Durban - City Watch has tried for weeks to get the eThekwini City Council to explain why a group of whoonga addicts several hundred strong is being allowed to live on public ground a stone’s throw from the City Campus of the Durban University of Technology (DUT).
This week public anger at the city’s inaction on the issue led to vigilante action by Glenwood residents that resulted in gunshot injuries.
We have learnt of other acts of public violence against whoonga addicts by Dalton Hostel residents and tracked down five DUT students from the city campus who have been attacked by addicts for money to buy the highly addictive drug.
Phindile Myaka, 23, was left badly bruised and traumatised after being attacked by a knife-wielding whoonga addict near Berea Centre last week. She said she is now constantly afraid.
“He demanded a cellphone and when I told him I didn’t have one, he pulled out a knife and manhandled me,” she said. “I live alone and now I am too scared to leave my flat when the sun goes down, but I have to walk to and from tech every day, and I am so scared all the time.
“All my friends feel the same. There is no parking at DUT, so all of us have to walk or catch public transport. They watch us all the time. We are like cash cows for them… They rob us to pay to stay high. No one is doing anything and it is going to get worse.”
The other four reported being threatened with a knife and robbed of cellphones and money. They complained about the lack of action by both the city and DUT to protect them.
A senior lecturer who could not be named expressed concern for student safety and feared enrolment figures would drop if the situation persisted.
City Watch attempted without success to speak to the acting dean of the arts faculty at DUT City Campus, despite several attempts.
In addition to the vigilantism earlier this week, during which several armed Glenwood residents tried to recover goods stolen from their homes, and an altercation with addicts that escalated until shots were fired and arrests made, news leaked out of the brutal rape of a Glenwood resident in a park off Nicholson Road.
The woman had been looking for her pet cat when she was set upon, raped and had her genitals mutilated.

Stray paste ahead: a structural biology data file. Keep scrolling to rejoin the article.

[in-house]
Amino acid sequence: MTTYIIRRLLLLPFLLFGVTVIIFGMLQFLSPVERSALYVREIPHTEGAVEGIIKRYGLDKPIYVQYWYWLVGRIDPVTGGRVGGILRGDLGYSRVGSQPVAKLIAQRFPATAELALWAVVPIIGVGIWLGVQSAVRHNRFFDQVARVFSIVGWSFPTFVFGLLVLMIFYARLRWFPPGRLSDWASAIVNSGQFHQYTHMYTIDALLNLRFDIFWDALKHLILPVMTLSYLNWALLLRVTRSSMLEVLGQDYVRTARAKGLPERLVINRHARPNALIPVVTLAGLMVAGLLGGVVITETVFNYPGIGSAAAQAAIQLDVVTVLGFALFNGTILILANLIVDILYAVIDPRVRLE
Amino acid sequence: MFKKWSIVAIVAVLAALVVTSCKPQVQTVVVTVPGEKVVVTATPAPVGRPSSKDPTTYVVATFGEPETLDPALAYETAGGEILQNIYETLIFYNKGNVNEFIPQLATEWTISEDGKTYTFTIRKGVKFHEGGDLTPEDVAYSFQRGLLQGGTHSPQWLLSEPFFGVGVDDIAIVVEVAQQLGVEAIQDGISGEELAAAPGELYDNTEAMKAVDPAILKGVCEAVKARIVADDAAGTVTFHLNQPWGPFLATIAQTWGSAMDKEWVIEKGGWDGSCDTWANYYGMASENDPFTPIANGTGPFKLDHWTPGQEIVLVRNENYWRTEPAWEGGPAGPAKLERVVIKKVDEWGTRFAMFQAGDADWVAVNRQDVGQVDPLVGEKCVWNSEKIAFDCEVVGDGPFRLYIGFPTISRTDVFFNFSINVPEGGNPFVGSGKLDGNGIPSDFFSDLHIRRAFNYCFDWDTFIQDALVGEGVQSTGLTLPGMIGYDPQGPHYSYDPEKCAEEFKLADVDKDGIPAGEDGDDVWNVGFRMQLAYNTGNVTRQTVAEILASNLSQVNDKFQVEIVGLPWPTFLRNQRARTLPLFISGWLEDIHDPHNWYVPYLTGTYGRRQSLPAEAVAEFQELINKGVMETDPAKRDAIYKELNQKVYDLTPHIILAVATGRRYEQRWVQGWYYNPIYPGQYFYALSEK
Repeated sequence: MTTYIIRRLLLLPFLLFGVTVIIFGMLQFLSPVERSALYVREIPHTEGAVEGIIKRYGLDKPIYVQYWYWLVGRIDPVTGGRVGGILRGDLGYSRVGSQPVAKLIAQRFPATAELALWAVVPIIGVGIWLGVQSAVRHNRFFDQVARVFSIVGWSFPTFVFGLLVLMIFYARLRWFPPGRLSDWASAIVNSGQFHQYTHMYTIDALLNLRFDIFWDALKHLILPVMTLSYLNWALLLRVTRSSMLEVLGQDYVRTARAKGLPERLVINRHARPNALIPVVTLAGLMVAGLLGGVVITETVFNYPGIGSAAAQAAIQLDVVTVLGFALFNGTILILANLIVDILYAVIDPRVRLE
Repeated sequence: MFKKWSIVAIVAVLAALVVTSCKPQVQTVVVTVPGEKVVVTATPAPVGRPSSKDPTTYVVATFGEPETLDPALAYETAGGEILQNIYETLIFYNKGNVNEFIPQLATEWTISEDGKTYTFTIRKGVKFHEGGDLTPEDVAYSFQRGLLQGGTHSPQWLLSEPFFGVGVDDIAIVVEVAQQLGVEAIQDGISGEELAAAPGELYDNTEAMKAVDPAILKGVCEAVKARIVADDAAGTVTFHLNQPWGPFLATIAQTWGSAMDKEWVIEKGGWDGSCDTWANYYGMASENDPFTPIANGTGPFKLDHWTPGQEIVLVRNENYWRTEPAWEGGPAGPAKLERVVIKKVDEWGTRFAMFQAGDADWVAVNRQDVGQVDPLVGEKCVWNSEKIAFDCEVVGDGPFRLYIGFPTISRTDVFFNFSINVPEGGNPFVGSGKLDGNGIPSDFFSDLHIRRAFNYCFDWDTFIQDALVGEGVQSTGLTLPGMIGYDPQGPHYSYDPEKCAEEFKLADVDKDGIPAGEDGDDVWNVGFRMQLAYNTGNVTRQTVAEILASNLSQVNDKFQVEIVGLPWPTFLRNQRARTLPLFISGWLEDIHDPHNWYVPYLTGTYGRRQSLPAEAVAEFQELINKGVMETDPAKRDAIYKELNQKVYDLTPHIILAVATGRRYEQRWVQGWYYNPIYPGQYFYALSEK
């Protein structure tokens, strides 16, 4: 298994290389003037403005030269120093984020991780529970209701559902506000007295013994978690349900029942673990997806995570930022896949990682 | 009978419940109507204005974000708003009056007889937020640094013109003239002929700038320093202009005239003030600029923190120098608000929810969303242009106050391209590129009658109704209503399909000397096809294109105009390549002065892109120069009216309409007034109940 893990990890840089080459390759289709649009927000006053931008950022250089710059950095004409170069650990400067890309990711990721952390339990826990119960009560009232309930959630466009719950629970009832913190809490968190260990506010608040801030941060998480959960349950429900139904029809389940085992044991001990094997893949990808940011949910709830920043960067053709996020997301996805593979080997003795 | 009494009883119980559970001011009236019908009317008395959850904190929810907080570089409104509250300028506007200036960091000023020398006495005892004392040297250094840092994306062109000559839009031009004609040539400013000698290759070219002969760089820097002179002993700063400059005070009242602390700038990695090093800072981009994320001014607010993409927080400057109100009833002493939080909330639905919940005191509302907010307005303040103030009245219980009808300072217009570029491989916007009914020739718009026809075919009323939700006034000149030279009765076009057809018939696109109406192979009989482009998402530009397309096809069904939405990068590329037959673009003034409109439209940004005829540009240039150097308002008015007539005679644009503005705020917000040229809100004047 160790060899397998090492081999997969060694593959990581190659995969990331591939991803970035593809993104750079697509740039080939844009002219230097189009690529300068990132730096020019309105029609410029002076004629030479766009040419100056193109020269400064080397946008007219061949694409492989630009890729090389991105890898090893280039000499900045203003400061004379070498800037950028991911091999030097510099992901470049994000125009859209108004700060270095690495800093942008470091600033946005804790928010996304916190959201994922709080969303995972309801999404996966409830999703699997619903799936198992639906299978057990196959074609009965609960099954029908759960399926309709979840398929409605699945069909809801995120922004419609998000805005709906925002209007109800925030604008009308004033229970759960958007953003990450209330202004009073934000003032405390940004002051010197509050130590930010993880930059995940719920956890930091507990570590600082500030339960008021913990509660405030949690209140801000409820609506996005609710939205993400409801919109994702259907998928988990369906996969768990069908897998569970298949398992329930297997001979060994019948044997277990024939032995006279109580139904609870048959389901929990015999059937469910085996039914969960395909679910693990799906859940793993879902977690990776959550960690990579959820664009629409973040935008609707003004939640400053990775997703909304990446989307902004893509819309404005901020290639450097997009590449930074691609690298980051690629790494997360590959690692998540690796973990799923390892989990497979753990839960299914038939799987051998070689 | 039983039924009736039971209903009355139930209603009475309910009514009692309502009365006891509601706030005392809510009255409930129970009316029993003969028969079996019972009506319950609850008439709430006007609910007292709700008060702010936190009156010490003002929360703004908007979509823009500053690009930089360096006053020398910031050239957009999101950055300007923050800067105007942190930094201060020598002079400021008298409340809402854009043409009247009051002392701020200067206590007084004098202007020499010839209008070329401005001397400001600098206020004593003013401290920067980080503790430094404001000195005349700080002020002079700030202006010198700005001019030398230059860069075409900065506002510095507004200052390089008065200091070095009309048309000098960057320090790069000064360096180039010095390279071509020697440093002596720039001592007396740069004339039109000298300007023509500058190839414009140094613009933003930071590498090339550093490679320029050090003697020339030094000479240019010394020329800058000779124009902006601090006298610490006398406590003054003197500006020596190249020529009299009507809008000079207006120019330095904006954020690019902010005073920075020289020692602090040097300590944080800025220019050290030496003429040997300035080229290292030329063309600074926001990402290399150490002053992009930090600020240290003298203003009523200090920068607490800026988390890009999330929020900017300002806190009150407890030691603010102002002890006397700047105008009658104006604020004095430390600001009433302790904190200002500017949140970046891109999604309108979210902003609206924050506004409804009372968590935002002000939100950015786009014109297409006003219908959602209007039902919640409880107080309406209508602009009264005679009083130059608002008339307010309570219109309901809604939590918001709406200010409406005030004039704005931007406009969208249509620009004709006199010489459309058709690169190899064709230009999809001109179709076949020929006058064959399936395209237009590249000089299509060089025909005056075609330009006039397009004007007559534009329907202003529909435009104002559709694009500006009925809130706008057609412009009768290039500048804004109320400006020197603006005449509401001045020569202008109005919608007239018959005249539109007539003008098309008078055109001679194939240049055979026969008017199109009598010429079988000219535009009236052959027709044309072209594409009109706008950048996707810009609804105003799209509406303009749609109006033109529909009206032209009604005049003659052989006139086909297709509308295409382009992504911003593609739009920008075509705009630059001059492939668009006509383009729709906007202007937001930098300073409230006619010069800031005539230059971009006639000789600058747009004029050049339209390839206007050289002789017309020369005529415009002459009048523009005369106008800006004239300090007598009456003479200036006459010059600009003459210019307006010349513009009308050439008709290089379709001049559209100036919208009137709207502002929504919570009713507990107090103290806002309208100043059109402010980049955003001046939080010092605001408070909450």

In another tragic incident, a homeless woman was murdered in Florida Road (see separate story). Police have not arrested any suspects, but residents in both areas fear the crimes may also be the work of homeless whoonga addicts.
Cheryl Johnson, local filmmaker and founder of the Save Our Berea Working Committee, which has several thousand followers, did not mince words.
“The response to the murder and the rape has been huge on our Facebook page, with over 2 000 hits recorded in a few hours when the news broke. We are both saddened and horrified by these events. However, we are not surprised.
“Vagrants, boy beggars and whoonga addicts do as they please in our suburbs without any real fear of removal or censure. We are now reaping the whirlwind of not only a dysfunctional Metro Police force and under-resourced and demotivated SAPS, but a council seemingly without leadership or the know-how to find a real solution to deal with the crisis.”
Johnson said the “insidious and serial” failure by the city to enforce by-laws was the reason for the current crisis.
“Not implementing a workable programme to remove and rehabilitate whoonga addicts before they turned into a small army has resulted in the city losing the war. The addicts are the victors; the ratepayers the losers.”
She said vigilantism sent a clear message that the Durban community had lost faith in local government and law enforcement to defend their lives and property.
“Given the seriousness of the latest attack, Save Our Berea believes the city must act with urgency and so we challenge city manager Sibusiso Sithole to give ratepayers a clear statement of intent regarding the crisis.
“We would like to know what he intends to do beyond the pre-election photo calls? When are we going to see results of the Albert Park whoonga rehabilitation project? When will he respond to our request for the Urban Management Zone project to be reactivated and extended to the Berea, Glenwood and Sydenham areas?”
Ben Madokwe, chairman of the Umbilo Community Policing Forum, said he was aware of several acts of vigilantism by residents of the Dalton Road hostel, which is close to where the whoonga addicts gather.